If left unattended, the oxidation of Gel Coat can lead to water damage to fiberglass and metal components that can corrode. This can cost you a lot of money and your boat’s safety.
Fortunately, fixing gelcoat scratches and gouges isn’t a big deal, provided you have the right mindset, tools, and materials.
Scratches in gelcoat are relatively easy to repair if they don’t go through to the fiberglass. Depending on the color and depth of the scratch, wet sanding and buffing may restore it to its original shine. Gelcoat repairs are easy enough to do yourself at home, but be sure to follow all the safety instructions that come with your tools and materials, especially when working with the noxious gelcoat catalyst. A respirator and disposable gloves are essential.
Begin by cleaning the area around the scratches with acetone to remove any loose grit and prep the surface for the repairs. Mask off any areas that you don’t want to get paint on (like the windshield or any adjacent surfaces that can’t be wet-sanded) or use a plastic sheet to protect them from spray. Then sand the entire taped area with 180-grit paper to roughen the surface and create a shallow bevel for bonding. Clean the area again with acetone.
Once the area is prepared and dry, apply a small amount of gelcoat paste to the scratch. A few thin coats are sufficient to fill it. If your gelcoat repair kit has a plastic spreader or putty knife, work it into the scratch to smooth out the surface. Make sure to leave a little extra paste on the edge of the scratch, since gelcoat shrinks as it cures.
Some kits include a release film to cover the area after applying the gelcoat, but if yours doesn’t, a piece of a plastic kitchen zipper bag should do the trick. Be sure the seal is airtight to prevent gelcoat from escaping during the curing process.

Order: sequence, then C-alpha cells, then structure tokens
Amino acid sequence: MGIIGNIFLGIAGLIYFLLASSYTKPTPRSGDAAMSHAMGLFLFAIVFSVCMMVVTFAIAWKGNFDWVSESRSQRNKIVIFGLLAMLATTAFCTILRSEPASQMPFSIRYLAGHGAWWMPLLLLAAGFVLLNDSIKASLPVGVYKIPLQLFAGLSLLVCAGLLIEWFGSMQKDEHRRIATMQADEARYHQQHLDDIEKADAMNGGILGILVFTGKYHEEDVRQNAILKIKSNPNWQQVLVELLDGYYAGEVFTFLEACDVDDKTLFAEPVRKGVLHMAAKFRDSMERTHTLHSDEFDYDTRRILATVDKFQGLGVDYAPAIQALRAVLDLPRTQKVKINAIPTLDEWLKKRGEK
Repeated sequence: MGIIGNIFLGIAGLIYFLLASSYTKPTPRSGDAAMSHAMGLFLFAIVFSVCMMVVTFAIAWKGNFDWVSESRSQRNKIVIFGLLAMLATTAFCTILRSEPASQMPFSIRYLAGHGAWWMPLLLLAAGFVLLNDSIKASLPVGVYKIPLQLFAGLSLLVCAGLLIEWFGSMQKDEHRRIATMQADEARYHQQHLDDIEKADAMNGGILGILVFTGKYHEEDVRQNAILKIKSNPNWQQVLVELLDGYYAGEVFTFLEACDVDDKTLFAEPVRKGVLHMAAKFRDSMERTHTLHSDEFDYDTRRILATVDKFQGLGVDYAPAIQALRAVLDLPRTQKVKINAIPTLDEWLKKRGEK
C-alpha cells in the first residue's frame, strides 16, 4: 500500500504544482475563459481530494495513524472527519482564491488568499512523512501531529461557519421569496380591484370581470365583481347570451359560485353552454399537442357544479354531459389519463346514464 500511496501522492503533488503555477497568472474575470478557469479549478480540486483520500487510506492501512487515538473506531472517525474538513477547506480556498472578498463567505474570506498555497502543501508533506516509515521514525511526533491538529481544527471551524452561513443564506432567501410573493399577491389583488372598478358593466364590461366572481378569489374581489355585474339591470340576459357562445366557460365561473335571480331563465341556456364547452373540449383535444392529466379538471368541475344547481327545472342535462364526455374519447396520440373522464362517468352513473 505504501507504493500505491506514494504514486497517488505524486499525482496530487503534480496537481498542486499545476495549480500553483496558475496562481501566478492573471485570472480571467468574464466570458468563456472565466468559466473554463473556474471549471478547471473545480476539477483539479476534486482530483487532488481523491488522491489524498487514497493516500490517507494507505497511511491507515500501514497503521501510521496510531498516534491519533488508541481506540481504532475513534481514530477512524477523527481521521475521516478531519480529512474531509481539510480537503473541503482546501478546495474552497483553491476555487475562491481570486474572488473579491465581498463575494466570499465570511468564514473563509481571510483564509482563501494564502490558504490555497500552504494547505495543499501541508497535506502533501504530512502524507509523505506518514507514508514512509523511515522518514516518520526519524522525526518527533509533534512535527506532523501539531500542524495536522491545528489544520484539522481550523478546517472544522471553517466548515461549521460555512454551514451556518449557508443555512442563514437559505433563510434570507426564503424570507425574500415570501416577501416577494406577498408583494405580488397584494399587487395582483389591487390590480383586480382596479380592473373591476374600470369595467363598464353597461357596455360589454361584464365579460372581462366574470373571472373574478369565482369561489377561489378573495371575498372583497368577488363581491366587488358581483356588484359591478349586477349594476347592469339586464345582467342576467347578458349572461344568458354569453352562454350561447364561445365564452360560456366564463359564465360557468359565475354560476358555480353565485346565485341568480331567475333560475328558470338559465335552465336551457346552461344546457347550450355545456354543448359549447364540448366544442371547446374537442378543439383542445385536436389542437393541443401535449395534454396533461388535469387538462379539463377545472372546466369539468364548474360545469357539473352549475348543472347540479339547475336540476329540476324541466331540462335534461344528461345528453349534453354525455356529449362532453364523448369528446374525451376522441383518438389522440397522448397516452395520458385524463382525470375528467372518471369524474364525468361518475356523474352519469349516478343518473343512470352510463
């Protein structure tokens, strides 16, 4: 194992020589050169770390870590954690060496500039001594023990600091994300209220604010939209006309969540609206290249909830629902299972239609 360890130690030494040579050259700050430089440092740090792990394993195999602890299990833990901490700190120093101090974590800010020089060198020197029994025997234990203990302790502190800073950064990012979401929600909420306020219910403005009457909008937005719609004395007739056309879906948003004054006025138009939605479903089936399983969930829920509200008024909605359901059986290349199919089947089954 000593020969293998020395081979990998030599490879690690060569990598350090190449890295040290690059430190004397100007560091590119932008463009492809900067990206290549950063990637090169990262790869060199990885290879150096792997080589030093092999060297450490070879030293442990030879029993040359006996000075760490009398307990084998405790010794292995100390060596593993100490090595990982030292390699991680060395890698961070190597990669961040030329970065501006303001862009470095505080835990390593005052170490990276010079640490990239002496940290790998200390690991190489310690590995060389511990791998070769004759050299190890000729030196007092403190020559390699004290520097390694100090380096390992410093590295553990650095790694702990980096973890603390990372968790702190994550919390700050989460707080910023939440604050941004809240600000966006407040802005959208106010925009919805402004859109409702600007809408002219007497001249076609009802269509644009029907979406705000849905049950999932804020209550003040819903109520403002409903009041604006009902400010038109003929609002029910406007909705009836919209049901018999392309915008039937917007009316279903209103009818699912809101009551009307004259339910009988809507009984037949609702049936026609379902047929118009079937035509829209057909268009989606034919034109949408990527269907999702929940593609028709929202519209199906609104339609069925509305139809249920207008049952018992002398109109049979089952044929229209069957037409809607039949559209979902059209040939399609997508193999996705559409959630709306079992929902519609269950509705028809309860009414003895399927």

If you’re working with a color other than white, it’s helpful to mix some pigment in the gelcoat paste to match your boat’s color. Some kits also include clear gelcoat that you can apply to a damaged area for a quick blend and polish. But if your scratch is true-color red, blue, green, or black, it’s better to let a professional do the job for a more durable and attractive finish.
Unlike scratches, gouges are larger holes that disrupt the smooth surface of the gel coat. They can be caused by impact or even just rubbing against something rough on the RV’s fiberglass structure. They can be repaired by sanding and buffing the area until it is smooth and looks like new again. However, fixing gouges in a vertical surface poses some unique challenges and may be better left to the professionals.
Generally, a gelcoat repair kit is the best option for a quick and easy DIY repair. They are available at marine supply stores, home improvement centers, and paint supply stores. Make sure you have a gelcoat matching color and a mixing stick for your kit to ensure you’re getting an ideal match to the existing gel coat. Wear gloves, a face mask, and a dust mask when working with these materials to avoid breathing in the noxious fumes.
After you have a good color match, it’s time to apply the gelcoat to the affected area. Make sure you follow the specific instructions for your gelcoat. It is important to mix the gelcoat base and catalyst in the correct ratio, as too little or too much prevents it from curing properly. You can spray the gelcoat or use a brush, but the spray application method is preferred as it allows you to create a more uniform coat and ensures that it’s applied to the proper thickness.
When you’re applying your gel coat, it’s important to work slowly and carefully to get the best results. Use a small bit of clear activator to thin the base for spraying, and make sure you’re applying it at least 1/16th of an inch thicker than the indentation you’re filling in. Allow the gelcoat to cure completely before you attempt to sand or buff it.
Once your RV has its beautiful, shiny gel coat back, don’t forget to protect it with a high-quality wax. This will help keep it protected from dirt, road salt, grime, and the brutal sun. With a couple of coats each season, you can enjoy your RV’s new-RV shine for years to come!